The Reluctant Reading Beast Inside
I had the pleasure of visiting the most glorious second-hand book farm the other day which is a rare treat after so long under lockdown. Forget the toilet roll issues, I have been hankering after a book rummage for some time now! Happily, I was not disappointed at Astley Book farm and even on arrival, I knew my rummaging itch would be scratched.
I entered the barns to be met with the most delicious aromas of teacakes, coffee, soup and toasties on my way in (note - this a proper welcome) and I was immediately filled with excitement of seeing rows and shelves crammed with the delights of old books, over doors, around the walls, piles on the floors, on window shelves and on the counter and beyond. They were stuffed everywhere. Now, don't get me wrong, I do love a new book shop where the shiny spines stand unbroken and untouched, and the ink smells fresh and the virgin colours are bright and unbleached by life, but there is something about the dusty old musty old book shops (I blame Bagpuss for that by the way).
Anyway, this post isn't about the lost hours spent meandering down dark corridors (trying to use a social distancing approach was rather difficult) and cocking my head to one side to read the titles so much so, I have whiplash - this is about Young Adult reading.
The children's section of the Book Farm was of course a great interest to me, being a children's writer, and the activity in this room was what inspired me to write this blog. Yes, there were a few children perched around tiny wooden tables, where they flicked through picture books and muddled through titles they were inspired by, but the room was filled with far more adults than children. This may be quite normal as adults are the gatekeepers, are they not? They decide what to buy and they are the ones with the money in their bags, but this room wasn't filled with adults buying books for children. This room was filled with adults, females mainly ages 20-50 who were crammed around the YA shelf (hoorah for face masks!) and they were buying books for themselves.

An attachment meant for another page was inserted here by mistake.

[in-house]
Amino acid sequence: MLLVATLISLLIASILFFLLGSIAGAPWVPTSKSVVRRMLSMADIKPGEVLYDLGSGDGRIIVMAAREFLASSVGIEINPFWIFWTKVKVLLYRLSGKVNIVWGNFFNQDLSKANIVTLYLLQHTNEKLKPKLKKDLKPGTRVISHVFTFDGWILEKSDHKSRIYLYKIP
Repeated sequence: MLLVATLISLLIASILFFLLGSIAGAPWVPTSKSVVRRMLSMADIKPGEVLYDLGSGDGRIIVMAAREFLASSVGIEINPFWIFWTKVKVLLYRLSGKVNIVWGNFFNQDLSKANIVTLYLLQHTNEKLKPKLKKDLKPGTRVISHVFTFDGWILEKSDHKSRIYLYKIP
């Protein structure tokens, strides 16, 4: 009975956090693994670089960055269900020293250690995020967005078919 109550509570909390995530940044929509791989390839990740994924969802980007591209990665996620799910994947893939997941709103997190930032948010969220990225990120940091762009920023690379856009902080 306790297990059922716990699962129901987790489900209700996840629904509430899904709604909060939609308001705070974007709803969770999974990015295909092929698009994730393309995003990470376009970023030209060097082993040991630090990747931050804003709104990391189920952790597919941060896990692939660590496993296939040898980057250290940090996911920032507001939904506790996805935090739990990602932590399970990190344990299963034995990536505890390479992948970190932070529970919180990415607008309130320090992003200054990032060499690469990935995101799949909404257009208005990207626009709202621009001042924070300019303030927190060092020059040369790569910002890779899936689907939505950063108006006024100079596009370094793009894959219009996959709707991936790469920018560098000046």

I listened to the conversations (it was a small room and hard not to eavesdrop) and these ladies were all excited about the titles there, some unknown to them but mostly about authors they were following or had been recommended. It interested me no end as these ladies obviously loved their reading and they just want to...well, read!
We all know that Harry Potter instigated a huge change in children's literature, with a blurring line between middle grade and young adult fiction, a longer read, more adult themes and the accepting knowledge that older women (and some men) were allowed to read these "children's books". There became no stigma attached to reading something that was in fact a book, written for a child to read and suddenly a more "we can read anything" attitude was adopted by the reading world.
I love this. Absolutely love this. I applaud you J.K Rowling for making all genres accessible to everyone, to boost the nation's love for reading and to remove the taboo of an adult reading a child's book. I feel these past years, many of us have been able to pick a book up for no other reason but because we love it. Not because it's a classic (which frighten many of us) or because we feel you ought to, but just because we want to.
I would thoroughly recommend middle grade and YA books if you want a light read, ones that would make you laugh and cry as much as any adult one - so browse some different reading shelves and feed the reluctant reader that sometimes lingers inside you, as even that tired beast needs some occasional escapism.